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event driven programming

event driven programming - CSc 2700 Lecture 14 Introduction...

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CSc 2700: Lecture # 14 Introduction to Event-driven Programming October 16, 2008 1 Introduction In terms of programming, an event is an occurrence. Pressing a button, selecting a check box, choosing an item from a menu, or simply moving the mouse are all events. For example, clicking the × button that you see in the upper right hand corner of a Windows window generates an event. The system handles this event by closing the window. In a word processing Figure 1: Clicking a Button Generates an Event environment, clicking on the button with the printer icon also generates an event. The event is handled by sending a document to the printer. An application can ignore or handle an event. In any program, many events occur but only some are significant. For example, each mouse click generates an event but only some clicks warrant a response. Programs that respond to events are called event-driven programs. Almost all popular com- mercial programs are event-driven, including word processors, video games, and spreadsheets. In this and succeeding lectures, we will further discuss Event-driven programming. 1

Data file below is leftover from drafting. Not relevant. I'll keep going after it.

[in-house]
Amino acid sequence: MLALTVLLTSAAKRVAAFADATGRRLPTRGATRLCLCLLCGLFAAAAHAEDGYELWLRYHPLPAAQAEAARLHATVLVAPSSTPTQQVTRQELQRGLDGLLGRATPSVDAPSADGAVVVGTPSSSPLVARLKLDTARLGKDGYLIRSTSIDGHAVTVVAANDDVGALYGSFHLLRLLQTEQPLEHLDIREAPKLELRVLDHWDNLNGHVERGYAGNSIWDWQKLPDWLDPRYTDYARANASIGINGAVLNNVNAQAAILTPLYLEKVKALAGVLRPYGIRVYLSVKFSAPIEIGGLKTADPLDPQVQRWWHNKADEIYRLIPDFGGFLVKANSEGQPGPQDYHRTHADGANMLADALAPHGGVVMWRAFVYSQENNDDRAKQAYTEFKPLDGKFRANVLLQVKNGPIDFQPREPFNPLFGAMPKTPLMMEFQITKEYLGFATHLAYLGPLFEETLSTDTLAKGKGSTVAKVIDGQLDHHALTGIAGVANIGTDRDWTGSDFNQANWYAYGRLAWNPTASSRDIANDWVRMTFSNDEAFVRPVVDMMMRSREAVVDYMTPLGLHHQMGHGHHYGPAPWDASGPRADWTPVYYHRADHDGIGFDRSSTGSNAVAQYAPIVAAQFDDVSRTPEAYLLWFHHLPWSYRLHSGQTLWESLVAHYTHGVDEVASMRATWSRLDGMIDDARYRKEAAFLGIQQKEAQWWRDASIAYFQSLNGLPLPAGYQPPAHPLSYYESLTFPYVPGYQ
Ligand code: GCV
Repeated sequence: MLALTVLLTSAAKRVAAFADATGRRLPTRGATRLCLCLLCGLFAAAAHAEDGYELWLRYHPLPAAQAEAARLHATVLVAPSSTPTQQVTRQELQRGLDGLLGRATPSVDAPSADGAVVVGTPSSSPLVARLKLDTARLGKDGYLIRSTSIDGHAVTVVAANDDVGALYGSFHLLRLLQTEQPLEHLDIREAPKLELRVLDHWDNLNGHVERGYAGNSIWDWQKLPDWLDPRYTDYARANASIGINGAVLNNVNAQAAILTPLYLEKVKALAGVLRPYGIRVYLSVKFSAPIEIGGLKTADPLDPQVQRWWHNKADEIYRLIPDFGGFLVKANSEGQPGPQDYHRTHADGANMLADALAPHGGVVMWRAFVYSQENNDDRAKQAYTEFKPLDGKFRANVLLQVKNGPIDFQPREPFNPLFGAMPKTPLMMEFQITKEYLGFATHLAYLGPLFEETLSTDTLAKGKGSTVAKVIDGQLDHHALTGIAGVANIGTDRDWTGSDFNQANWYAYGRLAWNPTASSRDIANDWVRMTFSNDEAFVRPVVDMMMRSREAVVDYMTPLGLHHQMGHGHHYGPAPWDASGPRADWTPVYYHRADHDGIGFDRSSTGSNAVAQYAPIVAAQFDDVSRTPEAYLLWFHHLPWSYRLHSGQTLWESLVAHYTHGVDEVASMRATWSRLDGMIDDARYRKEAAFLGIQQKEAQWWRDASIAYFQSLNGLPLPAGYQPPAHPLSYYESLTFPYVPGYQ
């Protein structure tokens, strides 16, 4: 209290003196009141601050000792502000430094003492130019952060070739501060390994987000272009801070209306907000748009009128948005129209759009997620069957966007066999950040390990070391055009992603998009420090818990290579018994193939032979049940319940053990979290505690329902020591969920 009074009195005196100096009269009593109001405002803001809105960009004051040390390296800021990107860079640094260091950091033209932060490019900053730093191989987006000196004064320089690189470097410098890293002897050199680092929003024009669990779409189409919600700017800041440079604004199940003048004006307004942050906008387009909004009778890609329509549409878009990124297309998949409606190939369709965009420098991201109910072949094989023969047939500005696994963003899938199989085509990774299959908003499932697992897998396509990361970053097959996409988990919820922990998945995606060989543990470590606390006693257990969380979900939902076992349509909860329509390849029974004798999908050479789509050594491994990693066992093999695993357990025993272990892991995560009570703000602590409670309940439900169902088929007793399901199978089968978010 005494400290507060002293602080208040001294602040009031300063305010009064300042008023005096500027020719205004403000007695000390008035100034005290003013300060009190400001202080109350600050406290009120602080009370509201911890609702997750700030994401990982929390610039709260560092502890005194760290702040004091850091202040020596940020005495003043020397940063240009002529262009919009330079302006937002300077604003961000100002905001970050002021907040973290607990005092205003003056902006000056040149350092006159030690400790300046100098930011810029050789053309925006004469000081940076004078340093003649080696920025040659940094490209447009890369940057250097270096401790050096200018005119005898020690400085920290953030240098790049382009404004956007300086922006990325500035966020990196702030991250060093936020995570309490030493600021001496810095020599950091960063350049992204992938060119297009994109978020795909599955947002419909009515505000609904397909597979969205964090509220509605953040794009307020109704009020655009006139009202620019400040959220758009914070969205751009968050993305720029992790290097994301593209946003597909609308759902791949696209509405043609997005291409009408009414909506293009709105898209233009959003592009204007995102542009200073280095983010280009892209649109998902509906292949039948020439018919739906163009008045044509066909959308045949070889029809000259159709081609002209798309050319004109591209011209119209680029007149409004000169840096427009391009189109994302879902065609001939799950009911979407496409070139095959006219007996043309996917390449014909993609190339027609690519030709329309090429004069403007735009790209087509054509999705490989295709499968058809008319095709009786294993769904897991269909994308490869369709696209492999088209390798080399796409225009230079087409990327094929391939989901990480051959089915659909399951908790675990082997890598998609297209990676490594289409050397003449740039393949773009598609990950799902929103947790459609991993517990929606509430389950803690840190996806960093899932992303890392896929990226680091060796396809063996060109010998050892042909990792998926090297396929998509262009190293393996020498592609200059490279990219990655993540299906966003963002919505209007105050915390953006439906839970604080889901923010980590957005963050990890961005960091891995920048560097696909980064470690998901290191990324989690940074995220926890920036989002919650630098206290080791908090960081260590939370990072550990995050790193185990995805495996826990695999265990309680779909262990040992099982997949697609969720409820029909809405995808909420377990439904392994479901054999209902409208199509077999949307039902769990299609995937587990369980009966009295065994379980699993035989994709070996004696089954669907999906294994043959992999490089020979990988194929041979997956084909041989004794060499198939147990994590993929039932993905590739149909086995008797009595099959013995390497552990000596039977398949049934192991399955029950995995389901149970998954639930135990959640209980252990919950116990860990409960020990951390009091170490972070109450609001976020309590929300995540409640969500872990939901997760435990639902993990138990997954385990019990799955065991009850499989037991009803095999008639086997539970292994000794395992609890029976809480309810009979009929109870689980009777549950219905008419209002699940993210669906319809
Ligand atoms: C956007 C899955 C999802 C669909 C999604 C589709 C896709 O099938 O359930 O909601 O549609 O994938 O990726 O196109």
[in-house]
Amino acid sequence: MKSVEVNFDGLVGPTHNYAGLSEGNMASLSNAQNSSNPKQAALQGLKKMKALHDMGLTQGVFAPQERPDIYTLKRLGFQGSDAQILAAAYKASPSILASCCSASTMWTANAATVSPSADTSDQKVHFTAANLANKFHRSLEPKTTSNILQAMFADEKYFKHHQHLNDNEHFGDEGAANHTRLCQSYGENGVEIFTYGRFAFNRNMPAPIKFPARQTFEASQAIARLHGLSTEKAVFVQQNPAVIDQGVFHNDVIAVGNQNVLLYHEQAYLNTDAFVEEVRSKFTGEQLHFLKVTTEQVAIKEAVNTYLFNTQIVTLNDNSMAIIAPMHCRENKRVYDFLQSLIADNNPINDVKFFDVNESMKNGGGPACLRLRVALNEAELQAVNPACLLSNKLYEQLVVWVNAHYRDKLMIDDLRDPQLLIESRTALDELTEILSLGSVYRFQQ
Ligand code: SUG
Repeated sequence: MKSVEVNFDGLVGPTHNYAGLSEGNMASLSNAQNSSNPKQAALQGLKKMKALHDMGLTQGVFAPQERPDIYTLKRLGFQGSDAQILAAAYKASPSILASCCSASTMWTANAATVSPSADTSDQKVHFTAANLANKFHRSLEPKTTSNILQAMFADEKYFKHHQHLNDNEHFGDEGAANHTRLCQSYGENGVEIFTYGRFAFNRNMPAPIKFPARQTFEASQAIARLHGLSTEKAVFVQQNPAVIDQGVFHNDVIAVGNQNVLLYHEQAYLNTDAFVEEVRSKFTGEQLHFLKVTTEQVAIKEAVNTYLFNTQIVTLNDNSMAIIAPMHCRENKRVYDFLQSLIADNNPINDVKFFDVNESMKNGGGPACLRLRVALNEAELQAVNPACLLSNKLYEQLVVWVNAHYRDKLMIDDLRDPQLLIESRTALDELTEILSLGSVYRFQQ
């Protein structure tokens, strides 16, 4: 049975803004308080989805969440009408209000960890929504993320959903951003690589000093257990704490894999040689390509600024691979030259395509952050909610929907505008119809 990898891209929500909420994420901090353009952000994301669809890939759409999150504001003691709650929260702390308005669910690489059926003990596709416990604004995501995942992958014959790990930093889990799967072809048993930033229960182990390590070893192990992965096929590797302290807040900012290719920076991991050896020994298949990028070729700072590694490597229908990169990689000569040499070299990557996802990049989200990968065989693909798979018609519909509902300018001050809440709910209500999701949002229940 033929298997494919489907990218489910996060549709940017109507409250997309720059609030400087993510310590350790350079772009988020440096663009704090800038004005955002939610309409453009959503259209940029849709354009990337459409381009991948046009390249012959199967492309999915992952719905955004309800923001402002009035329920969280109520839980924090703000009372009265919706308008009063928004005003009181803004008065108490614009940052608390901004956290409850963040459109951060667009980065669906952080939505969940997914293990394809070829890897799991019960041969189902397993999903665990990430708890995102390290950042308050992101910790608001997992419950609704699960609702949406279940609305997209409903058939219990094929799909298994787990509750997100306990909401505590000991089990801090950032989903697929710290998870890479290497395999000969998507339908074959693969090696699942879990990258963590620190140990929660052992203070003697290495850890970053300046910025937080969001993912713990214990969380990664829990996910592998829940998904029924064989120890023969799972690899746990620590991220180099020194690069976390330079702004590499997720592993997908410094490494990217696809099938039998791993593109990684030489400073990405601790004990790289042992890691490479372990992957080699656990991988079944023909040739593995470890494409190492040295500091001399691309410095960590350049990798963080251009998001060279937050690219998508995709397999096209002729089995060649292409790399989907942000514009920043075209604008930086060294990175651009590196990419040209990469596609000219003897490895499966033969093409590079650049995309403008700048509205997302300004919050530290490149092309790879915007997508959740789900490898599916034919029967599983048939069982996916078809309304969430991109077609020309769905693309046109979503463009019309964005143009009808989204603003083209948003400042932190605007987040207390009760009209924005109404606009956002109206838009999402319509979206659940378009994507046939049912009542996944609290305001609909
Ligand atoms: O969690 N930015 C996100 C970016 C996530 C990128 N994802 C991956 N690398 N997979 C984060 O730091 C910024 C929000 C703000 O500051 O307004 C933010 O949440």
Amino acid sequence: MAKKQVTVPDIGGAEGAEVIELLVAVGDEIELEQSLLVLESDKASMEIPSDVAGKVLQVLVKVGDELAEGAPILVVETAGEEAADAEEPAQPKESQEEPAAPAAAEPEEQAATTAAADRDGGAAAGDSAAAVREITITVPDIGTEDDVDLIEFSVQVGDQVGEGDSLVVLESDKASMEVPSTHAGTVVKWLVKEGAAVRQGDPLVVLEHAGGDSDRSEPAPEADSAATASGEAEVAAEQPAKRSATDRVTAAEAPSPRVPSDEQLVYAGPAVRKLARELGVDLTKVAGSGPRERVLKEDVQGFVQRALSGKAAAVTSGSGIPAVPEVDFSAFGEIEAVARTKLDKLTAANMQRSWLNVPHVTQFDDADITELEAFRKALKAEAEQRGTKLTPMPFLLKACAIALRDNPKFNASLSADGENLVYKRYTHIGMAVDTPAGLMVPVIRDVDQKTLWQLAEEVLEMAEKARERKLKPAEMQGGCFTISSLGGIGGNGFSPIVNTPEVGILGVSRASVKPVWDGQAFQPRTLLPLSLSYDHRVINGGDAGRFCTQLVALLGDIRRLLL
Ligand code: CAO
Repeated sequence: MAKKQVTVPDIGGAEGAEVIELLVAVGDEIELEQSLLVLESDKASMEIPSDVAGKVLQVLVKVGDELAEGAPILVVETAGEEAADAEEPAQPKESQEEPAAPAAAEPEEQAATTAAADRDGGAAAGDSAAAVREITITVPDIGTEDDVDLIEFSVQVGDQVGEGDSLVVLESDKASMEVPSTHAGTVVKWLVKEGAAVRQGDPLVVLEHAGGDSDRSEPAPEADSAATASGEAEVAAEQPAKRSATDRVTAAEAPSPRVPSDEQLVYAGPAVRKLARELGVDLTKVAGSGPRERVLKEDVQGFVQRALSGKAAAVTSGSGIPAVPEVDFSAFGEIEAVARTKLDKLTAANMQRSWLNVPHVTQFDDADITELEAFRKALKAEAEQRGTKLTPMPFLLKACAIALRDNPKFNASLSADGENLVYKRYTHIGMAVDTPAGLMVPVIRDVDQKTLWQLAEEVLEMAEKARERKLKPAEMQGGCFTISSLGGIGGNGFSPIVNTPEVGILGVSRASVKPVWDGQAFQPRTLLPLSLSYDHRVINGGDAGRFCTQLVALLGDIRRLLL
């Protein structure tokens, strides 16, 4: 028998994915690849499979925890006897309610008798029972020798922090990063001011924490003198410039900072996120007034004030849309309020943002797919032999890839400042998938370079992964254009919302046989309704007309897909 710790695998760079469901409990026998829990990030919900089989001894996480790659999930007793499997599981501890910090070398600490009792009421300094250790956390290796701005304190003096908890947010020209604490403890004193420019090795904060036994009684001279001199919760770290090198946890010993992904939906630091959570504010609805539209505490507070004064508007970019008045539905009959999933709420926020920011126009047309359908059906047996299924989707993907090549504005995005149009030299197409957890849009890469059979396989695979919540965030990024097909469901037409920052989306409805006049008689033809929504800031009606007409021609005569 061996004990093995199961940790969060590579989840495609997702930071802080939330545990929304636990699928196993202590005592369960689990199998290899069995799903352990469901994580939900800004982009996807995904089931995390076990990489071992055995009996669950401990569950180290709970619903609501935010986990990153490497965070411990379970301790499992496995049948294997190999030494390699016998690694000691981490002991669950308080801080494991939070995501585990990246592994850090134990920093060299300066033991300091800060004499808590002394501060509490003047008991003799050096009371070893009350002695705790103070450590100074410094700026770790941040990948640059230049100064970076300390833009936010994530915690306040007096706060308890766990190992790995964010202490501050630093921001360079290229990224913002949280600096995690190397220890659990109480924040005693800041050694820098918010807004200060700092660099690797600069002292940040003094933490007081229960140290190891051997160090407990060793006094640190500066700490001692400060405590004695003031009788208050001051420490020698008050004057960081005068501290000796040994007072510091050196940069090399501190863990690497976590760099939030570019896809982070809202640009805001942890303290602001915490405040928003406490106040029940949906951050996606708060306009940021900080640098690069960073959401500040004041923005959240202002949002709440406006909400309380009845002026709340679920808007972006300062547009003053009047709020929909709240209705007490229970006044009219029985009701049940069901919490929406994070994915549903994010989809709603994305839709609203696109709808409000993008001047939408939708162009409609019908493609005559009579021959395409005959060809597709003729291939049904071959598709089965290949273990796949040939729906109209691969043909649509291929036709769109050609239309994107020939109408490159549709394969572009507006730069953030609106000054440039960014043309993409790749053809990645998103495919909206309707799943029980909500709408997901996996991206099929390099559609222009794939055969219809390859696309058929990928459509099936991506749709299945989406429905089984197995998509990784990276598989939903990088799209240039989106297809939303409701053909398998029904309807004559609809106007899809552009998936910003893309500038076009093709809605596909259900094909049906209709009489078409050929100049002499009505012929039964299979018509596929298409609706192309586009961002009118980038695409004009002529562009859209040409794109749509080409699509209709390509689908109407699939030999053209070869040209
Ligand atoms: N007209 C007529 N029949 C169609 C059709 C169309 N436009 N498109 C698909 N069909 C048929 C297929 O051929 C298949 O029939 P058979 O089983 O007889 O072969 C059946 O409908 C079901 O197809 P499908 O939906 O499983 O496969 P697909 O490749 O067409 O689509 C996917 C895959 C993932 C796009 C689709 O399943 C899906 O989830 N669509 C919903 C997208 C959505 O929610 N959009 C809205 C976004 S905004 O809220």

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2 The Delegation Event Model The delegation event model is Java’s mechanism for handling events. Simply put, the delegation event model specifies that: when an event is generated by some source such as a button or the mouse, the response is delegated or handed over to some other object. For example, when a user presses an Exit button (the source), the button object does not close the application; another object carries out the response. The source creates the event, an ”event object,” and then sends or passes the event object to another object for processing. More specifically Whenever an event is generated, an event object belonging to the Even- tObject class is automatically instantiated. This event object encap- sulates information about the event including the source of the event – a button, the mouse, a check box, a menu item – along with other pertinent information such as the number of mouse clicks, the current screen position of the mouse, or whether or not a check box is checked. The source object passes the event object to one or more listeners. A listener is an object with methods that process or handle the event. The listeners do the work. For example, when you click the printer button, a listener object sends a message to the printer. It’s not the button that notifies the printer; a listener does the work for the button. When you click an Exit button, a listener issues the command such as System.exit(0). The listener is a servant, patiently waiting to respond to events. A listener object waits until a source passes an event to it. Once the listener receives an event, the listener responds to the event.
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